The American Headache Society has updated its recommendations for when CT and MRI are best used to assess patients for migraine headaches, according to a report in Practical Pain Management.
Most experts agree that neuroimaging should be used sparingly and with caution when diagnosing and treating migraine. Yet, when to use and when not to use neuroimaging has long been a vexed issue. It’s not always clear when the risks of neuroimaging are justified. Those risks include increased patient anxiety, the need for further testing which can lead to findings that are not clinically significant yet add to the patient’s anxiety, and cost, which can be significant.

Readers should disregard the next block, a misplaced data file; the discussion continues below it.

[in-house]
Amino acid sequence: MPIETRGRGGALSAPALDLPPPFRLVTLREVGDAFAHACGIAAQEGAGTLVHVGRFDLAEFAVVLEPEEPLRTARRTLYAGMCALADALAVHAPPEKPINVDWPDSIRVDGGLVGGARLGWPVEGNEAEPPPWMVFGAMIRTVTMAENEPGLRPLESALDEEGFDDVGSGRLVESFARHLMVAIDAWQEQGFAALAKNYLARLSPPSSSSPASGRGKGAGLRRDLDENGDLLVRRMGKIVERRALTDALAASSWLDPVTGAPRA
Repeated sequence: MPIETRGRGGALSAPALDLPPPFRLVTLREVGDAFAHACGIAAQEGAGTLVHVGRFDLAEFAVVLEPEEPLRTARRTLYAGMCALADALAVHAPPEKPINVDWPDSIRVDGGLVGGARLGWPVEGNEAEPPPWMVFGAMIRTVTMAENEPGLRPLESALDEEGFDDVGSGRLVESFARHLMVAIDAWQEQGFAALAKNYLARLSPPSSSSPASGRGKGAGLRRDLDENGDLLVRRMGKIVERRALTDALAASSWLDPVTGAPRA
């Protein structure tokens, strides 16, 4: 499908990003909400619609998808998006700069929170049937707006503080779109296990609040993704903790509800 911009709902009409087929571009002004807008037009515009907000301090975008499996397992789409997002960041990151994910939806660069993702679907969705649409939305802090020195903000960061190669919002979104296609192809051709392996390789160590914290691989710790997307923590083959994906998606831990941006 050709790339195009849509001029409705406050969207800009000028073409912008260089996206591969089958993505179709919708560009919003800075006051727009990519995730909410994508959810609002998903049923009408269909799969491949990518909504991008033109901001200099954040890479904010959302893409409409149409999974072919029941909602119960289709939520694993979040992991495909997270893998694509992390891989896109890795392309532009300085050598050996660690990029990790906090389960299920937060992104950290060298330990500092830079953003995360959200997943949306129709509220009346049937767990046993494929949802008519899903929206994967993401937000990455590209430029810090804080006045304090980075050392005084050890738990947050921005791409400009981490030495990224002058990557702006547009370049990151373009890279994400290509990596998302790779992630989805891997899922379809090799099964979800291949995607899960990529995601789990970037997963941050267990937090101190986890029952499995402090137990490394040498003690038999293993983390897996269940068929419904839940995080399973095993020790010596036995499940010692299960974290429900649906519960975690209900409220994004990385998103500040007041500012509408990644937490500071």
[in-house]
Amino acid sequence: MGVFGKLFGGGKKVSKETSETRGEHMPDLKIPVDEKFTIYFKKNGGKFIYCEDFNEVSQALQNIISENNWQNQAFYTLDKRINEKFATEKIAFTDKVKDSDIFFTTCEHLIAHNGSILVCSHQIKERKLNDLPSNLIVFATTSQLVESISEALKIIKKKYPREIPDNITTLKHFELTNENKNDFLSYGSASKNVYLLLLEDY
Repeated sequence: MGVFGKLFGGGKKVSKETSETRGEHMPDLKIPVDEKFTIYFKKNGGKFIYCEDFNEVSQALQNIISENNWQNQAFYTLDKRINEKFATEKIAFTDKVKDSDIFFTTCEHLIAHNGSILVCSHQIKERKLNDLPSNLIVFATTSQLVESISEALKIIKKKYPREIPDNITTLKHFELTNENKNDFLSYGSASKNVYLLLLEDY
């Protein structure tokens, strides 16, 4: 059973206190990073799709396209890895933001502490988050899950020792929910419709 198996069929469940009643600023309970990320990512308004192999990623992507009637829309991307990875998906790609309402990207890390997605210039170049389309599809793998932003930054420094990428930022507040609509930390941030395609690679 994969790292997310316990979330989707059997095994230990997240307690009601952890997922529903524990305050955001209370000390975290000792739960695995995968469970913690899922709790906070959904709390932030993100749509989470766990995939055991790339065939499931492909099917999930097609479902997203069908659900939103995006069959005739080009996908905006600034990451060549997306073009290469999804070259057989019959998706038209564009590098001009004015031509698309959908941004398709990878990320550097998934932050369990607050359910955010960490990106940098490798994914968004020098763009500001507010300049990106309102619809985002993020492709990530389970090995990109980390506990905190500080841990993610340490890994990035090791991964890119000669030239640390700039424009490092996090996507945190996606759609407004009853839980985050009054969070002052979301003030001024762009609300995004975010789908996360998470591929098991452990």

Although existing guidelines caution against overuse of imaging, physicians often feel pressure to order imaging in headache patients for reasons that range from excluding secondary conditions to pressure (real or imagined) from patients or referring physicians. In addition, recommendations concerning when to use neuroimaging with migraine vary depending on the medical association or specialty issuing the guidelines. For example, the American College of Radiology’s “Choosing Wisely” advice is simply not to order imaging for uncomplicated headaches. Neurosurgeons, on the other hand, often rely on neuroimaging of patients with non-specific symptoms as a way to diagnose brain tumors.